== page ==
Man has conquered Everest. Pinned it to the point where its trails are as crowded as avenues. And adventurers have gotten into city cracks and crevices, crawling around in tunnels and free-climbing even new, smooth skyscrapers from the sidewalk to the roof.
The last uncharted frontier? It isn't the North Pole, I decide, or any secret corner of Manhattan. It is the terrain that is right under my nose. Early one Sunday I decide that I must be the first: the world's first pedestrian to hike the suburban strip mall and come back alive.
It so happens I know just the place. Warwick, Rhode Island's Route 2. Where everyone in the state drives and shops. And where nobody -- ever -- walks.
It's got weedy, crumbling strip, monumental covered malls, and big box Best Buys sprouting out of unmeasured acres of asphalt. There are even a couple of hills to trudge up -- that is, if I don't get nailed by a truck in the first 15 seconds of my hike.
Gear check: Hiking boots with Vibram soles that should be tough enough for cement curbs but flexible for traction in mulch. My Brookstone "Night Walker" pedometer for counting mileage. An optic-red knapsack for visibility in eight lanes of angry traffic. And a brand-new "Write in the Rain" notepad since it's starting to drizzle.
Am I really going through with this? demands my worried wife. "Why?" she insists. "Why would you do it?"
Well, I say. Because it's there.
I park my car in the lot behind an Olive Garden, just west of the Warwick Mall. After using the restaurant's bathroom, I'm off past the Showcase Cinemas next door. Now playing: The King's Speech. But I've no time for a matinee. I am hiking south along Route 2's razor-thin sidewalk, fighting blasts of wind as northbound cars and trucks roar past.
Under a highway overpass, traffic sounds explode like shots from a gun. I pick up my pace until I reach the competing Rhode Island Mall. Though I've driven between these two malls dozens of times I've somehow never noticed the gurgling river that divides them. But here it is, as plain as the Hudson to a hiker. I make a note to look up its name.
A few minutes later, when I snag the corner of my sock against a dwarf-sized Wendy's cedar, I decide to switch to the southbound side of the road. There is, of course, no crosswalk for pedestrians. I've got to try and time the next pack of cars and make a run for it.
I get to the median, but it is spitting rain now, and I get soaked by a wave from a Ford F-Series pickup. I see the pickup guy grinning back at me, pumping his fist. Drowning a hiker, I think. That's got to be worth bonus points on this road.
The median is kind of pretty even in the rain with patches of puffy dandelions and some type of purple flower that looks like lavender, but can't be. Not here. Not growing wild.
I sprint again and make it safely across to somebody's "Palm and Tarot Readings" with a neon sign shaped like a hand. I am anxious to find out the fate of my hike. But -- it is hard to interpret this omen -- there is no one home when I knock.
As a hiker in a land that is sculpted for cars, I keep discovering that my path is broken up with jutting clumps of bushes and busted lampposts that have been bent over in collisions or beaten into the ground.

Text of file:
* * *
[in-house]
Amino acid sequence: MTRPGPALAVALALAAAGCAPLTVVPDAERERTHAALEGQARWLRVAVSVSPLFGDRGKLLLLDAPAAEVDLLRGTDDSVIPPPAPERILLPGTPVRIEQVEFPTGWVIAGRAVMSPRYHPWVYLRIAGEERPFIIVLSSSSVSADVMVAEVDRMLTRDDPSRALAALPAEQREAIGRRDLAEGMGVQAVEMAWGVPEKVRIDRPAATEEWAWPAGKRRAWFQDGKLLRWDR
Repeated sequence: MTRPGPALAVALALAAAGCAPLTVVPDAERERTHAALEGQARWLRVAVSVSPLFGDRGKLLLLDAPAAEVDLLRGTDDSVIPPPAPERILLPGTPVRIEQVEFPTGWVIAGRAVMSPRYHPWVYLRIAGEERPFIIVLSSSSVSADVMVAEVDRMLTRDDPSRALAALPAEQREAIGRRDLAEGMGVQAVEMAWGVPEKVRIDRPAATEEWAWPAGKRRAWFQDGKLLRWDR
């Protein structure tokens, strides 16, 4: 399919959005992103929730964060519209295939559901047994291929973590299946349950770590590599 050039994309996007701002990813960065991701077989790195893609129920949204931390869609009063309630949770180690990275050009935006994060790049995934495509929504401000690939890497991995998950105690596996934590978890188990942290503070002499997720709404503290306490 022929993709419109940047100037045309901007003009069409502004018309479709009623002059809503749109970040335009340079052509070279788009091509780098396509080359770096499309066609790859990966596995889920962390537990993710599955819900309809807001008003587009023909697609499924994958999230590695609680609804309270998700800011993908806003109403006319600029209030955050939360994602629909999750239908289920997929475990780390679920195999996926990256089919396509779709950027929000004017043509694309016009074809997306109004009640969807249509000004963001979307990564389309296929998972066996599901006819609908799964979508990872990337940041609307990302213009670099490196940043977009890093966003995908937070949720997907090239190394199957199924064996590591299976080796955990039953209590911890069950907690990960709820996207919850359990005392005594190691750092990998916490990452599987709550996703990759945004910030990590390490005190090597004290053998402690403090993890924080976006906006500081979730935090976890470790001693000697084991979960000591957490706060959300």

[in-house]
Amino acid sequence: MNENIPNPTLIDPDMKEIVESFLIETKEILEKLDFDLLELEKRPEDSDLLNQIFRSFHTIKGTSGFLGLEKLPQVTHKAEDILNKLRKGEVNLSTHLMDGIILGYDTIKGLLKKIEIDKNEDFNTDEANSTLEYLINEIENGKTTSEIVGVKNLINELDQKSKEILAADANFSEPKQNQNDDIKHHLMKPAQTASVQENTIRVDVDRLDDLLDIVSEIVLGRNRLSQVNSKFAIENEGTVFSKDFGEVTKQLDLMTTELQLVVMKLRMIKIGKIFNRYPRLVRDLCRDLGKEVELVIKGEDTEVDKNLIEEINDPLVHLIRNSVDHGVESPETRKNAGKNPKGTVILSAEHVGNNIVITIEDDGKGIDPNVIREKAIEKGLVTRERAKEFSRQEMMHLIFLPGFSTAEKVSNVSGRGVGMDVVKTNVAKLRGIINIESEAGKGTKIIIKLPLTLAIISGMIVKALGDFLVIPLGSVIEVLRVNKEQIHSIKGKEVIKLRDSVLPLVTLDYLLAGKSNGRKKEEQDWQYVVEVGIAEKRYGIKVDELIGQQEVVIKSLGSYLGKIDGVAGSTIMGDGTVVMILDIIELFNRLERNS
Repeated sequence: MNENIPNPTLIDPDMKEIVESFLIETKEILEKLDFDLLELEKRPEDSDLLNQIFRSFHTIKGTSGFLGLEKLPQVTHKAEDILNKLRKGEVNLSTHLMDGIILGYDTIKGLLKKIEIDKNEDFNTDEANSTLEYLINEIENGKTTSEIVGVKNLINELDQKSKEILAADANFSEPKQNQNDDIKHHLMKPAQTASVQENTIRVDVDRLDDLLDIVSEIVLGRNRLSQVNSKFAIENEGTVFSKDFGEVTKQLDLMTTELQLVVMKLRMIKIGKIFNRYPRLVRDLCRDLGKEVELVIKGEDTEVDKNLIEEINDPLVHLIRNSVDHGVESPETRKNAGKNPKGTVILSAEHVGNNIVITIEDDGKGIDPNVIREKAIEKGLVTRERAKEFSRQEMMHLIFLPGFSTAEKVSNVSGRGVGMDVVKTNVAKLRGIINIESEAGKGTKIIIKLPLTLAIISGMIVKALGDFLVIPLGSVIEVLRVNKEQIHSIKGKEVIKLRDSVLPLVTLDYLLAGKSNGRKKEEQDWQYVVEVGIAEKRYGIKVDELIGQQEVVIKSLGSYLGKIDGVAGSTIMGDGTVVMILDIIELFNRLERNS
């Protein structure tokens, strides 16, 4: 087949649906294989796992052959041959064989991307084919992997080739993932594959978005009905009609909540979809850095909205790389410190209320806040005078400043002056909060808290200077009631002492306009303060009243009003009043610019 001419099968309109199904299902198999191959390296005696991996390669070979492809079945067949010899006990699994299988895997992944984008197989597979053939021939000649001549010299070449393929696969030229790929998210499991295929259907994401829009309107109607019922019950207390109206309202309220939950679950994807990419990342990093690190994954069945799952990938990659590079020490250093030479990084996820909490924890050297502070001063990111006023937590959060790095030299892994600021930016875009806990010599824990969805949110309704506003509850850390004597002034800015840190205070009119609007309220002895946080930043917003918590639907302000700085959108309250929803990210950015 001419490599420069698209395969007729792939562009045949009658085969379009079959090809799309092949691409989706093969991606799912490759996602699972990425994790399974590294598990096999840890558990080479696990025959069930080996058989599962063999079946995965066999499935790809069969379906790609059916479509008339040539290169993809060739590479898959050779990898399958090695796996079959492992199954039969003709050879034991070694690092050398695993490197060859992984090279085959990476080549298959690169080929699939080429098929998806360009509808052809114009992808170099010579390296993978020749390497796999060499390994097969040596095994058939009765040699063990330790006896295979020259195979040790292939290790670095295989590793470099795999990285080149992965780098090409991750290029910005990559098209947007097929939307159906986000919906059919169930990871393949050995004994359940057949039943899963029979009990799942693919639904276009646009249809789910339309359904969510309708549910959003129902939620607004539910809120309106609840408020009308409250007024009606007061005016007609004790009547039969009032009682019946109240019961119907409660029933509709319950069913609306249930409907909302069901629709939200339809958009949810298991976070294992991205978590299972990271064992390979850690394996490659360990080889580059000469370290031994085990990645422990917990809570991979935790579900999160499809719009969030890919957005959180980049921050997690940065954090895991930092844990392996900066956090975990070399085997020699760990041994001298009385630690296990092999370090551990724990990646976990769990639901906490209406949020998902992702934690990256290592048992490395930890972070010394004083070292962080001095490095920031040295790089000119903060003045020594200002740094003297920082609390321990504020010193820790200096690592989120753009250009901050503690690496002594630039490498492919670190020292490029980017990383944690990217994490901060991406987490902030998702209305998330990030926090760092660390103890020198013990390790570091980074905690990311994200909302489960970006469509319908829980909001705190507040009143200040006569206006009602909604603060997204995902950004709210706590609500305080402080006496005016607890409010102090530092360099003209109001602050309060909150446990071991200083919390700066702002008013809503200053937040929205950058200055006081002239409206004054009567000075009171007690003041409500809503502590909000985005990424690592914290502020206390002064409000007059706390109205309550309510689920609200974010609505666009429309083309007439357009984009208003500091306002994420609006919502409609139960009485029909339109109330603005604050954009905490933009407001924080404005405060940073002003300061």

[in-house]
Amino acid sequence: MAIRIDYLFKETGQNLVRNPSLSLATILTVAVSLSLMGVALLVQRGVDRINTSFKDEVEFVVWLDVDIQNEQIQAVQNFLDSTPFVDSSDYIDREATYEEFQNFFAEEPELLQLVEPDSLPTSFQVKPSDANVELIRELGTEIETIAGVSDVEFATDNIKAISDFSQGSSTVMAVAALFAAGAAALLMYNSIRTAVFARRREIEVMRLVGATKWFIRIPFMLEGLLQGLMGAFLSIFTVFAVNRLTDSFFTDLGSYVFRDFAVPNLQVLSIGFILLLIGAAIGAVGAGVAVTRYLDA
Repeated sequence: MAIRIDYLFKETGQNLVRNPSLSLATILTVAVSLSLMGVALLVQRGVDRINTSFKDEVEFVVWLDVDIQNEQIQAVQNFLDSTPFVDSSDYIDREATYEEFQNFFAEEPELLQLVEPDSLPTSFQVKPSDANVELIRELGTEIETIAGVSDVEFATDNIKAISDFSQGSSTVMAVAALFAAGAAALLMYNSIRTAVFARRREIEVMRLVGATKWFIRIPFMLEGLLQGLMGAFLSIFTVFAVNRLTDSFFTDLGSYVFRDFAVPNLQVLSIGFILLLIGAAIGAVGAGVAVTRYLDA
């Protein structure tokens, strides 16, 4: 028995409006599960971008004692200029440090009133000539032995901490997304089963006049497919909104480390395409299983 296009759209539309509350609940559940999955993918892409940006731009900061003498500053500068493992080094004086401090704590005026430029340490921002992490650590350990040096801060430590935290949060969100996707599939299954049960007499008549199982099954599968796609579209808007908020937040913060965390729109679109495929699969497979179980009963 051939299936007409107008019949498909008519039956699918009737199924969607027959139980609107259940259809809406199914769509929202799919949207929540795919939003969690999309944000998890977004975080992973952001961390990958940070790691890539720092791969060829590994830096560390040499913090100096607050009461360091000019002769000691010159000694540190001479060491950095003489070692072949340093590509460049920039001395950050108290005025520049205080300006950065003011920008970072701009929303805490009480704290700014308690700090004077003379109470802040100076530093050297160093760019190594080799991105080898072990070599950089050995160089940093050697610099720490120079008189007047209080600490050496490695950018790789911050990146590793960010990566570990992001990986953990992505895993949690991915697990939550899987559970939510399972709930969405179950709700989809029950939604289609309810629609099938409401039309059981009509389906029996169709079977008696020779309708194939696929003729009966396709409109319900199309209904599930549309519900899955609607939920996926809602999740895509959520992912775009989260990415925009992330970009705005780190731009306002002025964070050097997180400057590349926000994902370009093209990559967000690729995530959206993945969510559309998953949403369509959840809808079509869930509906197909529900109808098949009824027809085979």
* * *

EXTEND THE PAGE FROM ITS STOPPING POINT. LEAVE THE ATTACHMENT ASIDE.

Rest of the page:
"Isn't this a great day to buy fresh flowers?" suggests a sign for Ka-Bloom. But I say no. It's still spraying rain. And now I know that I can pick the blossoms I need for free from the Route 2 median.
At this point, I am maybe halfway to my goal. And I am thirsty. One thing about hiking a strip mall: You don't need a canteen. I stride up to the drive-thru at a Chock Full O' Nuts and, ignoring the look from the attendant, order a large iced-coffee to go. "You have to be kidding," she says. "Can I have that black, with sugar?" I reply.
After a honk from a Chrysler on my tail, I move on, slurping my drink past Walt's Roast Beef and a Boston Paintball Supply. I've made it to a line of stores at the top of a ramp and some stacked-up boulders. I decide the boulders might be interesting to climb.
My boots are slipping, and when I step on a Cadbury wrapper, I am sliding backward. Finally, a hold -- industrial-sized weeds, tough roots. The summit: Staples, Chili's, an American flag.
There is more of my hike ahead. The patch of cattails I stomp over in front of Sports Authority. The cluster of big box giants -- Sam's Club, Best Buy -- that I manage to weave through. But somehow scaling this cliff of boulders makes the whole, strange hike worthwhile.
From the upper lot, I am the king of Route 2. I can trace my pilgrimage from the Showcase all the way to my goal just a short distance ahead: The Li'l Rhody Ice Cream Shack. Minutes later, I am reaching the sidewalk-less crest of a hill.
I check my pedometer: My hike has covered exactly 3.1 miles. I have discovered a river between malls (which, I learn later, is the Pawtuxet). I've conquered plains of mulch and dangerous forests thick with prickles. I've crossed a median in a storm. I've climbed a cliff.
And I am going to celebrate with a cone. A double.
The soft-serve vanilla slides down and I slump onto the cement to rest. I'm thinking about sleep. About traffic-less quiet. And then I see it, something fat and orange billowing above a used-car lot just up the road. It's an inflatable gorilla. A gorilla with a message: Great deals? Low rates? I can't be sure.
I finish my cone, stand up, dust off. Must push on.
This mall's got more to explore.
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